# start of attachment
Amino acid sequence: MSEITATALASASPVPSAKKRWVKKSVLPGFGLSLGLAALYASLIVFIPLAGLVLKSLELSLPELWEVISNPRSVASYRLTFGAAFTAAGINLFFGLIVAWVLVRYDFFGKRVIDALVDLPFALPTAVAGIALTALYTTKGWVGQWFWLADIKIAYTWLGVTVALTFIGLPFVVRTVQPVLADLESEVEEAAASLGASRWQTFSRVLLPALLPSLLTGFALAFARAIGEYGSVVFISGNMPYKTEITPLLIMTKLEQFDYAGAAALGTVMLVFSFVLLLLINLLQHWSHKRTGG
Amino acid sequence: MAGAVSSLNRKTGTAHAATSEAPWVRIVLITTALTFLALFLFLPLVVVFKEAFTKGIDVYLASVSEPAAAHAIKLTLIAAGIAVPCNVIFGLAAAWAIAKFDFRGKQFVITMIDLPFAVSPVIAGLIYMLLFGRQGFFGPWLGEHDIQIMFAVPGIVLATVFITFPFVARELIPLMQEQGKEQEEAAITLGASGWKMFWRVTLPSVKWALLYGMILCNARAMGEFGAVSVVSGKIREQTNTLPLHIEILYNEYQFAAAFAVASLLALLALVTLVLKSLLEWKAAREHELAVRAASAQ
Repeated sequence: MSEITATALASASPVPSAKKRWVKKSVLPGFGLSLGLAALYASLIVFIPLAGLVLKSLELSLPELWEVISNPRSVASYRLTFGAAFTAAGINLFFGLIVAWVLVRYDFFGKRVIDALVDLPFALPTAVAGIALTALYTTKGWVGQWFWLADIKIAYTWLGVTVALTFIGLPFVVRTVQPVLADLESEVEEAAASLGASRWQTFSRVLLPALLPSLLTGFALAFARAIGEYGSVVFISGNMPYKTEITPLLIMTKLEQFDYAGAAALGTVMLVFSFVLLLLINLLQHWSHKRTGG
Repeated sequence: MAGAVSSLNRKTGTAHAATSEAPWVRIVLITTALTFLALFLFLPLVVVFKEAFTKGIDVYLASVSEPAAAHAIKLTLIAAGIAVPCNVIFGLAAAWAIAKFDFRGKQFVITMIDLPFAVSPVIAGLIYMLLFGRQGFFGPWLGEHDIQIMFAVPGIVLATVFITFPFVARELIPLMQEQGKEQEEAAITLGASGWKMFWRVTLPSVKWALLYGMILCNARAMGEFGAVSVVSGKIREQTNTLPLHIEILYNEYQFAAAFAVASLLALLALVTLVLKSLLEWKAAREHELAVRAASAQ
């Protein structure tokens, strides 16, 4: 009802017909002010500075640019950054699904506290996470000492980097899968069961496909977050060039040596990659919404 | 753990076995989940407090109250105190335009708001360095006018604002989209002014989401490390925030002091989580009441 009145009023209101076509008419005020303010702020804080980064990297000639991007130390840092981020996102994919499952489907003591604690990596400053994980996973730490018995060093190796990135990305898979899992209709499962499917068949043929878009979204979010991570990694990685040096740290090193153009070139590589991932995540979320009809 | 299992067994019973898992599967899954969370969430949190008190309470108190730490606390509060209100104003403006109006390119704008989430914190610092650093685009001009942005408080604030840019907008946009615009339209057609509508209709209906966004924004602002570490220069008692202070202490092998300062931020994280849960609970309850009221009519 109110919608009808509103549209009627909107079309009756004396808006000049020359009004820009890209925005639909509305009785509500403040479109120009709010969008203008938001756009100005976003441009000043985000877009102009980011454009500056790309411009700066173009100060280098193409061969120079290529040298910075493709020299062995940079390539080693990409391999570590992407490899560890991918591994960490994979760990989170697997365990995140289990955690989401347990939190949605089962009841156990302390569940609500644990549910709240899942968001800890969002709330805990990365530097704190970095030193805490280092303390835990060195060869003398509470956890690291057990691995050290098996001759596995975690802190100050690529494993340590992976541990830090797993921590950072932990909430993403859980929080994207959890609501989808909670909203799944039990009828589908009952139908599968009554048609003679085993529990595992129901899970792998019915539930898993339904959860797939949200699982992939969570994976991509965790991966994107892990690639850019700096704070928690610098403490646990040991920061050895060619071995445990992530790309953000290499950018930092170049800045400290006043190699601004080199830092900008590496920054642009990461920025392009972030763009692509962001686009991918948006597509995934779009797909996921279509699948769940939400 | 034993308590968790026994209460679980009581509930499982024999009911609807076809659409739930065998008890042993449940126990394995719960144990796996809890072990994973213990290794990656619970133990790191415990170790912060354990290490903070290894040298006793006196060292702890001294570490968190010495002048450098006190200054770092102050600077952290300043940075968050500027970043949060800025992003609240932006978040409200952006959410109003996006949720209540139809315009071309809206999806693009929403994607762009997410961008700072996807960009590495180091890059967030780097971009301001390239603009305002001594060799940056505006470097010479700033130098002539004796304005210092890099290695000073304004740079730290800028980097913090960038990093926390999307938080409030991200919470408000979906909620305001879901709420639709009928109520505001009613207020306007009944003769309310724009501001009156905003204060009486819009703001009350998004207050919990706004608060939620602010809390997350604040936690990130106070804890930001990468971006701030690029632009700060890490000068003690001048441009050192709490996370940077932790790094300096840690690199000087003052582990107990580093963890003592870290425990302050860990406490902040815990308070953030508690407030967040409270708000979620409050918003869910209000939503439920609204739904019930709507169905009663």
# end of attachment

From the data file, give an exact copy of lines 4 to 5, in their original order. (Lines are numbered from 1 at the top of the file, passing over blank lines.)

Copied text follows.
Repeated sequence: MAGAVSSLNRKTGTAHAATSEAPWVRIVLITTALTFLALFLFLPLVVVFKEAFTKGIDVYLASVSEPAAAHAIKLTLIAAGIAVPCNVIFGLAAAWAIAKFDFRGKQFVITMIDLPFAVSPVIAGLIYMLLFGRQGFFGPWLGEHDIQIMFAVPGIVLATVFITFPFVARELIPLMQEQGKEQEEAAITLGASGWKMFWRVTLPSVKWALLYGMILCNARAMGEFGAVSVVSGKIREQTNTLPLHIEILYNEYQFAAAFAVASLLALLALVTLVLKSLLEWKAAREHELAVRAASAQ
């Protein structure tokens, strides 16, 4: 009802017909002010500075640019950054699904506290996470000492980097899968069961496909977050060039040596990659919404 | 753990076995989940407090109250105190335009708001360095006018604002989209002014989401490390925030002091989580009441 009145009023209101076509008419005020303010702020804080980064990297000639991007130390840092981020996102994919499952489907003591604690990596400053994980996973730490018995060093190796990135990305898979899992209709499962499917068949043929878009979204979010991570990694990685040096740290090193153009070139590589991932995540979320009809 | 299992067994019973898992599967899954969370969430949190008190309470108190730490606390509060209100104003403006109006390119704008989430914190610092650093685009001009942005408080604030840019907008946009615009339209057609509508209709209906966004924004602002570490220069008692202070202490092998300062931020994280849960609970309850009221009519 109110919608009808509103549209009627909107079309009756004396808006000049020359009004820009890209925005639909509305009785509500403040479109120009709010969008203008938001756009100005976003441009000043985000877009102009980011454009500056790309411009700066173009100060280098193409061969120079290529040298910075493709020299062995940079390539080693990409391999570590992407490899560890991918591994960490994979760990989170697997365990995140289990955690989401347990939190949605089962009841156990302390569940609500644990549910709240899942968001800890969002709330805990990365530097704190970095030193805490280092303390835990060195060869003398509470956890690291057990691995050290098996001759596995975690802190100050690529494993340590992976541990830090797993921590950072932990909430993403859980929080994207959890609501989808909670909203799944039990009828589908009952139908599968009554048609003679085993529990595992129901899970792998019915539930898993339904959860797939949200699982992939969570994976991509965790991966994107892990690639850019700096704070928690610098403490646990040991920061050895060619071995445990992530790309953000290499950018930092170049800045400290006043190699601004080199830092900008590496920054642009990461920025392009972030763009692509962001686009991918948006597509995934779009797909996921279509699948769940939400 | 034993308590968790026994209460679980009581509930499982024999009911609807076809659409739930065998008890042993449940126990394995719960144990796996809890072990994973213990290794990656619970133990790191415990170790912060354990290490903070290894040298006793006196060292702890001294570490968190010495002048450098006190200054770092102050600077952290300043940075968050500027970043949060800025992003609240932006978040409200952006959410109003996006949720209540139809315009071309809206999806693009929403994607762009997410961008700072996807960009590495180091890059967030780097971009301001390239603009305002001594060799940056505006470097010479700033130098002539004796304005210092890099290695000073304004740079730290800028980097913090960038990093926390999307938080409030991200919470408000979906909620305001879901709420639709009928109520505001009613207020306007009944003769309310724009501001009156905003204060009486819009703001009350998004207050919990706004608060939620602010809390997350604040936690990130106070804890930001990468971006701030690029632009700060890490000068003690001048441009050192709490996370940077932790790094300096840690690199000087003052582990107990580093963890003592870290425990302050860990406490902040815990308070953030508690407030967040409270708000979620409050918003869910209000939503439920609204739904019930709507169905009663």